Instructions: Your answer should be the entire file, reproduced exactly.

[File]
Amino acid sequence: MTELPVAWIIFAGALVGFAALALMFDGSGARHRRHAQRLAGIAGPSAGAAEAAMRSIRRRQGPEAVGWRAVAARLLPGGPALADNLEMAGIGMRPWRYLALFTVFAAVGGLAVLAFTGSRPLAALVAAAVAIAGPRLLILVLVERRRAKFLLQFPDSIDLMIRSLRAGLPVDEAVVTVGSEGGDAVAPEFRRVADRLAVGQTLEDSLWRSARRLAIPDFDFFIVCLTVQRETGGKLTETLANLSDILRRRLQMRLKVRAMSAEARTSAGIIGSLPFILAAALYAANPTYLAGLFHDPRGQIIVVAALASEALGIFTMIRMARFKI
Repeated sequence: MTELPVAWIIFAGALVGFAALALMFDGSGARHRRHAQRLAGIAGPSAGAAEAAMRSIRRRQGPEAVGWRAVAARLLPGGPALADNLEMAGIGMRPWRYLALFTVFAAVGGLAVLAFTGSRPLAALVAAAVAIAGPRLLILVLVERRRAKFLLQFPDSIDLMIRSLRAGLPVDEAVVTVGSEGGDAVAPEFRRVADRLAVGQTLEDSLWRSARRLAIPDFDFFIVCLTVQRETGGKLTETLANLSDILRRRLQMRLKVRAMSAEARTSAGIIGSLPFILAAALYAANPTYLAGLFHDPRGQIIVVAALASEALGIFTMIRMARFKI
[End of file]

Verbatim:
Amino acid sequence: MTELPVAWIIFAGALVGFAALALMFDGSGARHRRHAQRLAGIAGPSAGAAEAAMRSIRRRQGPEAVGWRAVAARLLPGGPALADNLEMAGIGMRPWRYLALFTVFAAVGGLAVLAFTGSRPLAALVAAAVAIAGPRLLILVLVERRRAKFLLQFPDSIDLMIRSLRAGLPVDEAVVTVGSEGGDAVAPEFRRVADRLAVGQTLEDSLWRSARRLAIPDFDFFIVCLTVQRETGGKLTETLANLSDILRRRLQMRLKVRAMSAEARTSAGIIGSLPFILAAALYAANPTYLAGLFHDPRGQIIVVAALASEALGIFTMIRMARFKI
Repeated sequence: MTELPVAWIIFAGALVGFAALALMFDGSGARHRRHAQRLAGIAGPSAGAAEAAMRSIRRRQGPEAVGWRAVAARLLPGGPALADNLEMAGIGMRPWRYLALFTVFAAVGGLAVLAFTGSRPLAALVAAAVAIAGPRLLILVLVERRRAKFLLQFPDSIDLMIRSLRAGLPVDEAVVTVGSEGGDAVAPEFRRVADRLAVGQTLEDSLWRSARRLAIPDFDFFIVCLTVQRETGGKLTETLANLSDILRRRLQMRLKVRAMSAEARTSAGIIGSLPFILAAALYAANPTYLAGLFHDPRGQIIVVAALASEALGIFTMIRMARFKI